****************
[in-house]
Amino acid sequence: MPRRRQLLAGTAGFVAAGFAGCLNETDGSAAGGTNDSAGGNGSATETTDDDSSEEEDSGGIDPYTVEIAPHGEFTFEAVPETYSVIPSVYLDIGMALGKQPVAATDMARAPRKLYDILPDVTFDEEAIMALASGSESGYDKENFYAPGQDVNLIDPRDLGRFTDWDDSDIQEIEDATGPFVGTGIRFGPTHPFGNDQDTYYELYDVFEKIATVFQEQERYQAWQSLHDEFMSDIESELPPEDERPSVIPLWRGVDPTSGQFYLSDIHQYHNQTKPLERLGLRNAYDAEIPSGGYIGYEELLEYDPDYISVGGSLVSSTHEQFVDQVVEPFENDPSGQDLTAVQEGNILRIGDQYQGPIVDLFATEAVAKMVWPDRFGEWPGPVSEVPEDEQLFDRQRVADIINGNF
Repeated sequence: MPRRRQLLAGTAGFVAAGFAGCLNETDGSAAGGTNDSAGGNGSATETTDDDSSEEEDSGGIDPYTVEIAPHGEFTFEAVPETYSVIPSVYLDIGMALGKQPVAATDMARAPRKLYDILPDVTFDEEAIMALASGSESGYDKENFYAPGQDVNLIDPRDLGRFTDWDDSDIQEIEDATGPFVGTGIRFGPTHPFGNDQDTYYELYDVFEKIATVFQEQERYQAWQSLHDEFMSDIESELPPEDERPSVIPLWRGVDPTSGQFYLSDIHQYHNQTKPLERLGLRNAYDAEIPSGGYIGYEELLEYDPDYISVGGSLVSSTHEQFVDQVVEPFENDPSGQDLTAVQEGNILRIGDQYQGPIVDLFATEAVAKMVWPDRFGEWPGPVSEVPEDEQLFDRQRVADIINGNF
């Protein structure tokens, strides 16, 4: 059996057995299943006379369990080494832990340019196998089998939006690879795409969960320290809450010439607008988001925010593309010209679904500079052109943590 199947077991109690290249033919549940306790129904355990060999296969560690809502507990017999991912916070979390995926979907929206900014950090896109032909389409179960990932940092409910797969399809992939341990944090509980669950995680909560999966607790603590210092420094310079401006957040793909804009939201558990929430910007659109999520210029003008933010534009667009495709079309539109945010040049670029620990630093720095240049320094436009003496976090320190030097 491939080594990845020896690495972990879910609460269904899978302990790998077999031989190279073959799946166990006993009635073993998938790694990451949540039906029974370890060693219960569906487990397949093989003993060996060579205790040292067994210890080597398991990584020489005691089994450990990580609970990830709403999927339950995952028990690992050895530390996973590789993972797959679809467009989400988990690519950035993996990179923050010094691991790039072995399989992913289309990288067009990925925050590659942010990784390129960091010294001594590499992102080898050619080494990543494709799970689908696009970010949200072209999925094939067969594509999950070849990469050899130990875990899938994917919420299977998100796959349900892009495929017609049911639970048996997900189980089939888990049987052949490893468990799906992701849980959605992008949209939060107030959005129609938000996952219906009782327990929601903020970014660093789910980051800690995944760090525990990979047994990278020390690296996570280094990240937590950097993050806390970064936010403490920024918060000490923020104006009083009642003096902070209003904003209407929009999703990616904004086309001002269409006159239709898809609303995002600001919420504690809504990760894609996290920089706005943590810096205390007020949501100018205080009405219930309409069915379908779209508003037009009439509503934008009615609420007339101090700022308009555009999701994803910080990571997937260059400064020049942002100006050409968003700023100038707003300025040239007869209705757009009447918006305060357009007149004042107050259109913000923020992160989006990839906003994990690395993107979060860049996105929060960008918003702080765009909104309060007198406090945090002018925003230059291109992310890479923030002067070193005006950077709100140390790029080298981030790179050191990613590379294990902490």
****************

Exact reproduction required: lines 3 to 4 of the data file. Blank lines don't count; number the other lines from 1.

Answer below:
Repeated sequence: MPRRRQLLAGTAGFVAAGFAGCLNETDGSAAGGTNDSAGGNGSATETTDDDSSEEEDSGGIDPYTVEIAPHGEFTFEAVPETYSVIPSVYLDIGMALGKQPVAATDMARAPRKLYDILPDVTFDEEAIMALASGSESGYDKENFYAPGQDVNLIDPRDLGRFTDWDDSDIQEIEDATGPFVGTGIRFGPTHPFGNDQDTYYELYDVFEKIATVFQEQERYQAWQSLHDEFMSDIESELPPEDERPSVIPLWRGVDPTSGQFYLSDIHQYHNQTKPLERLGLRNAYDAEIPSGGYIGYEELLEYDPDYISVGGSLVSSTHEQFVDQVVEPFENDPSGQDLTAVQEGNILRIGDQYQGPIVDLFATEAVAKMVWPDRFGEWPGPVSEVPEDEQLFDRQRVADIINGNF
């Protein structure tokens, strides 16, 4: 059996057995299943006379369990080494832990340019196998089998939006690879795409969960320290809450010439607008988001925010593309010209679904500079052109943590 199947077991109690290249033919549940306790129904355990060999296969560690809502507990017999991912916070979390995926979907929206900014950090896109032909389409179960990932940092409910797969399809992939341990944090509980669950995680909560999966607790603590210092420094310079401006957040793909804009939201558990929430910007659109999520210029003008933010534009667009495709079309539109945010040049670029620990630093720095240049320094436009003496976090320190030097 491939080594990845020896690495972990879910609460269904899978302990790998077999031989190279073959799946166990006993009635073993998938790694990451949540039906029974370890060693219960569906487990397949093989003993060996060579205790040292067994210890080597398991990584020489005691089994450990990580609970990830709403999927339950995952028990690992050895530390996973590789993972797959679809467009989400988990690519950035993996990179923050010094691991790039072995399989992913289309990288067009990925925050590659942010990784390129960091010294001594590499992102080898050619080494990543494709799970689908696009970010949200072209999925094939067969594509999950070849990469050899130990875990899938994917919420299977998100796959349900892009495929017609049911639970048996997900189980089939888990049987052949490893468990799906992701849980959605992008949209939060107030959005129609938000996952219906009782327990929601903020970014660093789910980051800690995944760090525990990979047994990278020390690296996570280094990240937590950097993050806390970064936010403490920024918060000490923020104006009083009642003096902070209003904003209407929009999703990616904004086309001002269409006159239709898809609303995002600001919420504690809504990760894609996290920089706005943590810096205390007020949501100018205080009405219930309409069915379908779209508003037009009439509503934008009615609420007339101090700022308009555009999701994803910080990571997937260059400064020049942002100006050409968003700023100038707003300025040239007869209705757009009447918006305060357009007149004042107050259109913000923020992160989006990839906003994990690395993107979060860049996105929060960008918003702080765009909104309060007198406090945090002018925003230059291109992310890479923030002067070193005006950077709100140390790029080298981030790179050191990613590379294990902490």